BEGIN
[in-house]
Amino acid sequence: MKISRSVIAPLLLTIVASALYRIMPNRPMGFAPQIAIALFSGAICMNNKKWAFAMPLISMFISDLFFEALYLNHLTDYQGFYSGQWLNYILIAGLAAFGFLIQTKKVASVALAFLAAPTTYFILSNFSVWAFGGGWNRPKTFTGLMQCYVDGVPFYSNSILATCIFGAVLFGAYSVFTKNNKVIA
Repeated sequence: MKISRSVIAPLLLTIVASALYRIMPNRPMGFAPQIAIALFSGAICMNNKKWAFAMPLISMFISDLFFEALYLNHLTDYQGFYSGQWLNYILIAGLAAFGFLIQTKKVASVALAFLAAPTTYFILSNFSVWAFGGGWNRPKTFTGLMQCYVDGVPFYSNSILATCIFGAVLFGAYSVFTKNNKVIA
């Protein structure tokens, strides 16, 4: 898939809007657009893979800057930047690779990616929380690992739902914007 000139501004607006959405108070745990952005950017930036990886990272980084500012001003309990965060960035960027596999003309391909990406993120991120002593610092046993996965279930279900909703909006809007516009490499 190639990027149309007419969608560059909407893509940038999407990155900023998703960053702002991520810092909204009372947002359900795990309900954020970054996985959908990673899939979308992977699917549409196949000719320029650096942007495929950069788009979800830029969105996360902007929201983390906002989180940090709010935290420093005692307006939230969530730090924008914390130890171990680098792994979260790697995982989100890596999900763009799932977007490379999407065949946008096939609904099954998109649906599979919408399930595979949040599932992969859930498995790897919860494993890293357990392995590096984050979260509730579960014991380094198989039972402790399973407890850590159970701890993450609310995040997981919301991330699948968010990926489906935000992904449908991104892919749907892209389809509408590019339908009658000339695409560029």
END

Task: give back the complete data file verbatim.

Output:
[in-house]
Amino acid sequence: MKISRSVIAPLLLTIVASALYRIMPNRPMGFAPQIAIALFSGAICMNNKKWAFAMPLISMFISDLFFEALYLNHLTDYQGFYSGQWLNYILIAGLAAFGFLIQTKKVASVALAFLAAPTTYFILSNFSVWAFGGGWNRPKTFTGLMQCYVDGVPFYSNSILATCIFGAVLFGAYSVFTKNNKVIA
Repeated sequence: MKISRSVIAPLLLTIVASALYRIMPNRPMGFAPQIAIALFSGAICMNNKKWAFAMPLISMFISDLFFEALYLNHLTDYQGFYSGQWLNYILIAGLAAFGFLIQTKKVASVALAFLAAPTTYFILSNFSVWAFGGGWNRPKTFTGLMQCYVDGVPFYSNSILATCIFGAVLFGAYSVFTKNNKVIA
């Protein structure tokens, strides 16, 4: 898939809007657009893979800057930047690779990616929380690992739902914007 000139501004607006959405108070745990952005950017930036990886990272980084500012001003309990965060960035960027596999003309391909990406993120991120002593610092046993996965279930279900909703909006809007516009490499 190639990027149309007419969608560059909407893509940038999407990155900023998703960053702002991520810092909204009372947002359900795990309900954020970054996985959908990673899939979308992977699917549409196949000719320029650096942007495929950069788009979800830029969105996360902007929201983390906002989180940090709010935290420093005692307006939230969530730090924008914390130890171990680098792994979260790697995982989100890596999900763009799932977007490379999407065949946008096939609904099954998109649906599979919408399930595979949040599932992969859930498995790897919860494993890293357990392995590096984050979260509730579960014991380094198989039972402790399973407890850590159970701890993450609310995040997981919301991330699948968010990926489906935000992904449908991104892919749907892209389809509408590019339908009658000339695409560029």